Six days after my arrival to Cuba, my amazing travel companions (Leta, Bert , Aisha and Renzo) and I learned President Obama announced the United States and Cuba were officially establishing diplomatic relations. A US embassy was weeks away from re-opening in Havana after over five decades of a Cold War bout between our country's leaders.
A trojan horse for the US to reclaim power in Cuba?
The US's acceptance of communism?
The end of Castro's regime?
Whatever the motivation and political foreplay behind the "normalization" of relations between the US a Cuba, the page has turned.
"I didn't think this would happen in my lifetime," said a kind-faced Viñales tour guide.
She shook her head in disbelief and looked across the room at her colleague, also in her mid-30s.
The second woman's lips perked dimples into her cheeks as she looked down to her arm. Pointing to a rumble of goose bumps, she fell speechless.
We had stopped by a tour center to inquire about hiking trails and the, who-knows-because-it's-Cuba, possible availability of rental hogs to scoot across the Viñales countryside. Still unclear of the hog situation, we ventured out for a hike to a cave, which, we were told may be hard to find because there, "aren't many signs in Cuba."
Before we strolled into the tour office, a breaking news alert informed us of Obama's upcoming announcement. In an internet center - run by the Cuban government, like most establishments in communism – where foreigners and locals (well, not really locals) can purchase internet for anywhere between CUC$2 and $8 an hour. The prices seem to change at random...because it's Cuba. A passport or Cuban ID is required to purchase internet. Whether the Cuban government has the technology and resources to monitor internet use is up for debate, but every site I visited theoretically could be tracked back to me.
Our iPhones worked the same as they do with a wifi connection in the states – minus streaming content – but the computers provided by the internet center appeared to block a lot of content through invasive and seemingly senseless cookie errors. Oh Cuba.
A cuc (or Cuban convertible peso), or 30 minutes of Cuban wifi, is worth about one American dollar and 25 cuban pesos. The cuc actually replaced the American dollar in Cuba late in 2004. Foreigners use the cuc, locals use the peso, which, though among the highest value for a peso, is worth very little. One cuc is 25 pesos. Fifty cucs buys you a thee hour cab ride, which is just 20 cucs shy of what Cuban doctors make in a month. Thus, everything foreigners could access like restaurants, wifi and bottled water are more or less inaccessible to the Cuban people. Even items like shampoo and basic drugs like Advil are tough to come by.
Disparity thrives in Cuba. Yet streams of colorful Cubans bustle through the streets – hawking bread, fixing cars or resting on their stoops with the backdrop of buildings in vibrant disappear, paining a beautiful tapestry. Kids play soccer or marbles in the streets at dusk as their parents smoke cigarettes on their stoop.
From my experience, Cuban people on the whole are incredibly kind and appear to be deeply connected to their families, neighbors, community and country. Eyes deepened by pride, frustration, love and cautious optimism glow through many Cuban's sun soaked skin.
Things have been slowly changing for Cubans in recent years. More liberties and freedoms drizzle the Cuban people. Opportunities have thus become increasingly available. Though, like the hog rentals, the consistency and clarity of opportunity is who-knows-because-it's-Cuba.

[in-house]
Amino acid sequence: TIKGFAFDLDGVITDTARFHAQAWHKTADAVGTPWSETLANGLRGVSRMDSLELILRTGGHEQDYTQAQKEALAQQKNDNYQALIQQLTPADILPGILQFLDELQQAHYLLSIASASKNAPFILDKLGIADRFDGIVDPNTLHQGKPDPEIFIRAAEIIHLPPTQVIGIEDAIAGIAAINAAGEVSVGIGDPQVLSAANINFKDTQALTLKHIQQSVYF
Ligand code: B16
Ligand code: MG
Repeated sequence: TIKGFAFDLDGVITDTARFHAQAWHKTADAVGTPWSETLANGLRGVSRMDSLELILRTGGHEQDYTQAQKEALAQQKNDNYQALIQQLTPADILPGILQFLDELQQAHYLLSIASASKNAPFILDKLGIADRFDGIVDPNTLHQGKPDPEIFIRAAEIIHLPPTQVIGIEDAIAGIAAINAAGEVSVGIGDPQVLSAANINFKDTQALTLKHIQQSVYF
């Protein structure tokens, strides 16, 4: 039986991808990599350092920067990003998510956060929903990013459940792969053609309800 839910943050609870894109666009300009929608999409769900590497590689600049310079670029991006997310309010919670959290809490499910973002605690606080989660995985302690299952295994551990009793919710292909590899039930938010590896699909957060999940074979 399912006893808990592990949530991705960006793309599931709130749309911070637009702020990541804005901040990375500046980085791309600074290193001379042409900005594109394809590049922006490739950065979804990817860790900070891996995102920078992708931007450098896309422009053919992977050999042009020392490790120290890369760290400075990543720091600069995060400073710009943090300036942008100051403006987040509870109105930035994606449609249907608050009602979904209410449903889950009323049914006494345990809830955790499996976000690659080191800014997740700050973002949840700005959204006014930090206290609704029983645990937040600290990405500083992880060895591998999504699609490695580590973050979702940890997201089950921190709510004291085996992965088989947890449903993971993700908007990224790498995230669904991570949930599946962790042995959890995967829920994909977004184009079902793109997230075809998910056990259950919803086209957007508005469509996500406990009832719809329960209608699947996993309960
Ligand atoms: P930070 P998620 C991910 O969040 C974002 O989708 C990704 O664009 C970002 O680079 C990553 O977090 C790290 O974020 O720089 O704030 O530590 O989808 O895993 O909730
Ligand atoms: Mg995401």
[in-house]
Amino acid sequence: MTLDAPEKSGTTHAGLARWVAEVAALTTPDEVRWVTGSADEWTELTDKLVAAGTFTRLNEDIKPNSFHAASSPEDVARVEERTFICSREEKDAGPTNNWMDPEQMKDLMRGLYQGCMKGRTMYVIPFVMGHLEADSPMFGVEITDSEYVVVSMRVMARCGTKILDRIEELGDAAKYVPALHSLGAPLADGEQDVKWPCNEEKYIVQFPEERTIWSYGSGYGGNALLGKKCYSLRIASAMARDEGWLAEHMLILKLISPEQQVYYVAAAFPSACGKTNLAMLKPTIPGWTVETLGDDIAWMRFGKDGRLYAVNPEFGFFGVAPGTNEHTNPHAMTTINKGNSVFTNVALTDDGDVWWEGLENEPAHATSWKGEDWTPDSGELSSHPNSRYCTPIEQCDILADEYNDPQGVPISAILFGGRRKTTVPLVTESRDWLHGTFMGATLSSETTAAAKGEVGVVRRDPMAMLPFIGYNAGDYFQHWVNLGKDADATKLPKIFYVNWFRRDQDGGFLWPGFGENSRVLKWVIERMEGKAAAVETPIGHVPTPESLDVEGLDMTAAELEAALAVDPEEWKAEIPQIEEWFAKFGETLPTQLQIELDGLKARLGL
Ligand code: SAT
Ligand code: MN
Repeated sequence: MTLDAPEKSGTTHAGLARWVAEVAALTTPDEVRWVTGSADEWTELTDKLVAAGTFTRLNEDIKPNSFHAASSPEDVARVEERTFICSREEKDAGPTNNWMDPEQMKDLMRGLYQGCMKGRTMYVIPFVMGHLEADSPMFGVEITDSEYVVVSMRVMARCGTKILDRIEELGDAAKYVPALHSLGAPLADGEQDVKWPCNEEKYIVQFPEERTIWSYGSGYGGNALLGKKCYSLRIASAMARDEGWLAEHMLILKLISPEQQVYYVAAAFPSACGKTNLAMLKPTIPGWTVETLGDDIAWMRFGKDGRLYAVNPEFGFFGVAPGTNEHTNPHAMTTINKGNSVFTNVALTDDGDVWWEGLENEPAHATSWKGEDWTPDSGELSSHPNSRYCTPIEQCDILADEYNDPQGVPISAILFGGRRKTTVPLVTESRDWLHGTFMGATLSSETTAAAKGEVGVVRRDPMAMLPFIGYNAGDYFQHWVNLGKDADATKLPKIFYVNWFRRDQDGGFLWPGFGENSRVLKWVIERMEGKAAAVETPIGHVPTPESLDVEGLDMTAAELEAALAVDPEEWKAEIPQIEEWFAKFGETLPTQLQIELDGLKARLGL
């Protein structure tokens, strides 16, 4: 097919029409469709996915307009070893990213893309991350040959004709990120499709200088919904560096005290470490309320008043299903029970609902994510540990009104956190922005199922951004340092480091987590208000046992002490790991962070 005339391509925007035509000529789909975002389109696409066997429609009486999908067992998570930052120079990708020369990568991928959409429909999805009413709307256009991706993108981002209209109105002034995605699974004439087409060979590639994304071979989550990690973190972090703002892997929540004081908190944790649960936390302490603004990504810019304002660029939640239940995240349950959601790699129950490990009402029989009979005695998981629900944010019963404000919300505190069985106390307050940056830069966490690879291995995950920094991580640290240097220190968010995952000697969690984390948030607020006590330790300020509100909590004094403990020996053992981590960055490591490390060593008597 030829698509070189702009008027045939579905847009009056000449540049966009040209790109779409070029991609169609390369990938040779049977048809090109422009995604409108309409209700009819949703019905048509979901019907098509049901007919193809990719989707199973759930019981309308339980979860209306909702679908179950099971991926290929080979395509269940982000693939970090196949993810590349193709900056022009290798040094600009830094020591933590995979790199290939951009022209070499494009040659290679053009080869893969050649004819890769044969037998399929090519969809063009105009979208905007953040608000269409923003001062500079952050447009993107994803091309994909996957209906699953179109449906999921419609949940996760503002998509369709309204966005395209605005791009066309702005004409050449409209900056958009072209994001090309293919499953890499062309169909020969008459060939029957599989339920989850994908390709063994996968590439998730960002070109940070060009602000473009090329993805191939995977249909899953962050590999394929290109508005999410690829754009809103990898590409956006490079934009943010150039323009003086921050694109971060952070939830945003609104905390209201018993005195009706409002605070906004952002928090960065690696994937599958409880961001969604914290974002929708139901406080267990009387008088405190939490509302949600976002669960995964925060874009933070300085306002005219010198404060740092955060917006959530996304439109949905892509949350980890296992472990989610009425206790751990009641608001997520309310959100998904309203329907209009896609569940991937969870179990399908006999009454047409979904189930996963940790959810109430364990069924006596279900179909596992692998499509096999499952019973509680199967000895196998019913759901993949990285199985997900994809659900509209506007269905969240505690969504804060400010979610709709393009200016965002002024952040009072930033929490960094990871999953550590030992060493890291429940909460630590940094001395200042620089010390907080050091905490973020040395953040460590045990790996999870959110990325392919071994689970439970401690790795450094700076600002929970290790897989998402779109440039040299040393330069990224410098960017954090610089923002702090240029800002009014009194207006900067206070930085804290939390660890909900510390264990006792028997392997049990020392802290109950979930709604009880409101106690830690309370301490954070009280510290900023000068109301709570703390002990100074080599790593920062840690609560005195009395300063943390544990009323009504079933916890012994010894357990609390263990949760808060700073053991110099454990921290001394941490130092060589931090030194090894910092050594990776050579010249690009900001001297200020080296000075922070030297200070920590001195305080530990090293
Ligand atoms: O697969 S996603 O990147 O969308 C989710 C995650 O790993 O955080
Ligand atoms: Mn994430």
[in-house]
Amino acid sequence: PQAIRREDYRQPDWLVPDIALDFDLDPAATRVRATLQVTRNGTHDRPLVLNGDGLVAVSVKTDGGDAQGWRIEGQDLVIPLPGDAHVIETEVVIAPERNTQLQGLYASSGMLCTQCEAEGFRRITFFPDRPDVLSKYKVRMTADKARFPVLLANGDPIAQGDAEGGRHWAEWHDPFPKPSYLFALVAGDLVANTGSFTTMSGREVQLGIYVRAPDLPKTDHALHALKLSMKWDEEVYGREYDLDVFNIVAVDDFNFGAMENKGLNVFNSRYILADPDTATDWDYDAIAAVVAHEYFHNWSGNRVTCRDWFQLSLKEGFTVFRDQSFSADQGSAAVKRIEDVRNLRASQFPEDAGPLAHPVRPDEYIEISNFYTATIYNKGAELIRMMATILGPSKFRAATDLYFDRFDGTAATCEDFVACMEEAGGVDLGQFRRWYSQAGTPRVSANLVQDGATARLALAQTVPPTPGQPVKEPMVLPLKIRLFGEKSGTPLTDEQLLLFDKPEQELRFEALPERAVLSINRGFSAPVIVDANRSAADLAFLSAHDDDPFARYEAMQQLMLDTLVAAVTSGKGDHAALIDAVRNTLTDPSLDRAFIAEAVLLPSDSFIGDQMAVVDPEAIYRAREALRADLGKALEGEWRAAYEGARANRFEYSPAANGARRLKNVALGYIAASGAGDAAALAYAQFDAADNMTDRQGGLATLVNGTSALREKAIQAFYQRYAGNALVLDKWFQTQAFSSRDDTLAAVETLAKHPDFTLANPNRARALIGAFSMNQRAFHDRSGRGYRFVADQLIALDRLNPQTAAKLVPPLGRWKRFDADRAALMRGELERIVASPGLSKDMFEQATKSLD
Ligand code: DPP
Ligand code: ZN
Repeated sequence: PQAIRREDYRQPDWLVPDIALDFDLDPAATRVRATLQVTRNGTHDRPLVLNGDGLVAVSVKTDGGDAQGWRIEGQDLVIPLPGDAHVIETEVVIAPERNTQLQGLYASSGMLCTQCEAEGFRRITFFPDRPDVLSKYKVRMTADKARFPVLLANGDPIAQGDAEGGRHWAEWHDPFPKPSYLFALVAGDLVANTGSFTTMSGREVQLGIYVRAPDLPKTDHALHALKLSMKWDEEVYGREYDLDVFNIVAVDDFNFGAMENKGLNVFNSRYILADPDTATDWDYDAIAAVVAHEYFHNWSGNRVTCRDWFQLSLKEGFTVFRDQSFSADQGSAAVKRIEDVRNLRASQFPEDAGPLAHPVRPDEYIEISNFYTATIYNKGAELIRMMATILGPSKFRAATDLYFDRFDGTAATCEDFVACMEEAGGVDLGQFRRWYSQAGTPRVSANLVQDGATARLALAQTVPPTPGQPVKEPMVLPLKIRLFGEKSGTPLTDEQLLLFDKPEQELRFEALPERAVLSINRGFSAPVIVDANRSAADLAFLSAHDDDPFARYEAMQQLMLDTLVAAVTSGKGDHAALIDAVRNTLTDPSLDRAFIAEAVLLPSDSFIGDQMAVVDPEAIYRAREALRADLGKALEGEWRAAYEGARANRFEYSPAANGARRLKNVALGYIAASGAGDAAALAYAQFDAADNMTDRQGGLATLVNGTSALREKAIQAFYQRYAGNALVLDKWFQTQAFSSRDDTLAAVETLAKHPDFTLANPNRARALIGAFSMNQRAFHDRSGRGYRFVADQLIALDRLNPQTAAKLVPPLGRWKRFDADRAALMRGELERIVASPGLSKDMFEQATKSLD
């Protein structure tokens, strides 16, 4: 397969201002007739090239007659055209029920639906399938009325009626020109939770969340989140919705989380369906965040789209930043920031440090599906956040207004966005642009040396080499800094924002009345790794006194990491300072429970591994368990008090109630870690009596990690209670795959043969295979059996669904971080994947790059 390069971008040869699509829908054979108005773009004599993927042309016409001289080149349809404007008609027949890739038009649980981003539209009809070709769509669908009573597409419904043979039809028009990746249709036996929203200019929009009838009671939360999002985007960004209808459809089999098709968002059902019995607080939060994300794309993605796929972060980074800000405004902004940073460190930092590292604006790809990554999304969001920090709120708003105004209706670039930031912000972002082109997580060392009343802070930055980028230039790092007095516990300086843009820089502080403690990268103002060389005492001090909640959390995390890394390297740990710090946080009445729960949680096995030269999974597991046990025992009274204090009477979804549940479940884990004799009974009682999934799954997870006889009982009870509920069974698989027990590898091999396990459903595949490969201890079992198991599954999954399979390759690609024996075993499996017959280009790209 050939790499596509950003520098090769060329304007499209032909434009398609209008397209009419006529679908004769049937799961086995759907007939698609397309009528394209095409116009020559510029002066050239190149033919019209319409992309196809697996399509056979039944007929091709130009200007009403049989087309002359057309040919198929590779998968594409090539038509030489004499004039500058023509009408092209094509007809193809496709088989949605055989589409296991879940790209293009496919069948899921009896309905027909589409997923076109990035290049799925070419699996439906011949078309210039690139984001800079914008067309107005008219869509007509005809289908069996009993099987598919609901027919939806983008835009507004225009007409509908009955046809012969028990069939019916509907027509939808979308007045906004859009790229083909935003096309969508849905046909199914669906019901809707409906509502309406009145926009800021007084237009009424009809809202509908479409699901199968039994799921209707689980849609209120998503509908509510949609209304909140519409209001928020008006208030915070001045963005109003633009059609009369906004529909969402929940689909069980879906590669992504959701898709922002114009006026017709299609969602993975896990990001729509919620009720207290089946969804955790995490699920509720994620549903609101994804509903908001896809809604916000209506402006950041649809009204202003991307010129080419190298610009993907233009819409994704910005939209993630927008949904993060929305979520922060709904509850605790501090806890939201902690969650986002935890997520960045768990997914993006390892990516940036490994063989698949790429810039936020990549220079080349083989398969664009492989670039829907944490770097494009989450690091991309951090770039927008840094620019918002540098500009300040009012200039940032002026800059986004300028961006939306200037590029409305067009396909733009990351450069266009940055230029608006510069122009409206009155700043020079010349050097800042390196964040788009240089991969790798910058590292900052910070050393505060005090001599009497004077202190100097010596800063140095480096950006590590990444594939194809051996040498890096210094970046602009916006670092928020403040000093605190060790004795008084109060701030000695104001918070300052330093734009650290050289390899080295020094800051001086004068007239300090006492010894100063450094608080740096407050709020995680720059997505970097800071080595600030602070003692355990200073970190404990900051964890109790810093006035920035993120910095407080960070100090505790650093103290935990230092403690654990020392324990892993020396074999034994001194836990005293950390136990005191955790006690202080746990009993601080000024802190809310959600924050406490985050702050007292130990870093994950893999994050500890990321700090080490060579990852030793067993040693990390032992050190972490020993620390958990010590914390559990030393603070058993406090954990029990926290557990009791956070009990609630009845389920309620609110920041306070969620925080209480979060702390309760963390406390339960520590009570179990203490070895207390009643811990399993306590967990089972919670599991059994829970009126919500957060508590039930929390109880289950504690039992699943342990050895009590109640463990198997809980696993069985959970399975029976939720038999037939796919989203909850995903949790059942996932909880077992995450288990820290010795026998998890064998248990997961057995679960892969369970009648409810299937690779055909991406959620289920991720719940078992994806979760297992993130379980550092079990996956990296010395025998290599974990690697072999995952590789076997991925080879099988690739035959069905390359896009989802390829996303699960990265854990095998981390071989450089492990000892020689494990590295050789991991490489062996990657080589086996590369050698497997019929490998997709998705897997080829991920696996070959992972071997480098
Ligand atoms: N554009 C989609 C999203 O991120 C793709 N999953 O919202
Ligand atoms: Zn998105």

"Everything is illegal here!" said a Havana wheeler and dealer named Juan-Carlos.
"They arrested me yesterday for talking to you," he continued. "As soon as you left, they started accusing me of harassing you. Five hours I have sat in a tiny cell."
We had walked around with Juan-Carlos the day before. He's a savvy Cuban who had defected from his island to play professional baseball in Canada and the US before "blowing it" when he married a stripper and ended up back in his Communist-run country. Juan-Carlos most certainly hoped he was suave his way into something advantageous when he struck up a conversation with us the day before.
But he wasn't trying to hustle us. A big voice fueled by fluency in both slang-filled American English and rapid Cuban Spanish is his ride through interwoven dialogue between the locals, the cops and foreigners.
"The cops like to harass me for all kinds of shit. But they know my people know me and are behind me. I make noise and they let me go," he explained. According to Juan-Carlos, at one time, he had been locked up for seven months for saying bad things about Castro. He stripped down naked and hunger striked until they let him go, he claimed.
I appreciated his rebellious and tenacious spirit.
The American embassy reopening in Cuba is huge. But I don't think Cuba will change fast. The island is stuck in a 1950s time-warp with smoking classic American cars and grocery stores stocked worse than a college dorm room. Cubans know they want change. But change is a skill and mindset. It takes a certain mentality and know-how. The way my colleagues, neighbors and friends view change in Silicon Valley differs drastically from the understanding of change in Cuba. Words like disruption and innovation seemed nonexistent in Cuban prose.
Nonetheless, the Cuban people, who are generally well-educated, seem to have the will and desire to explore the world, if they were only allowed, and improve their country. Perhaps a Cuban grass-roots wave will swell or new government relations between our countries will push change into gear.
"The Cuban people need change now," Juan-Carlos said to me. "But, no."
"Twenty? Thirty years? Maybe. But we need our freedom now."
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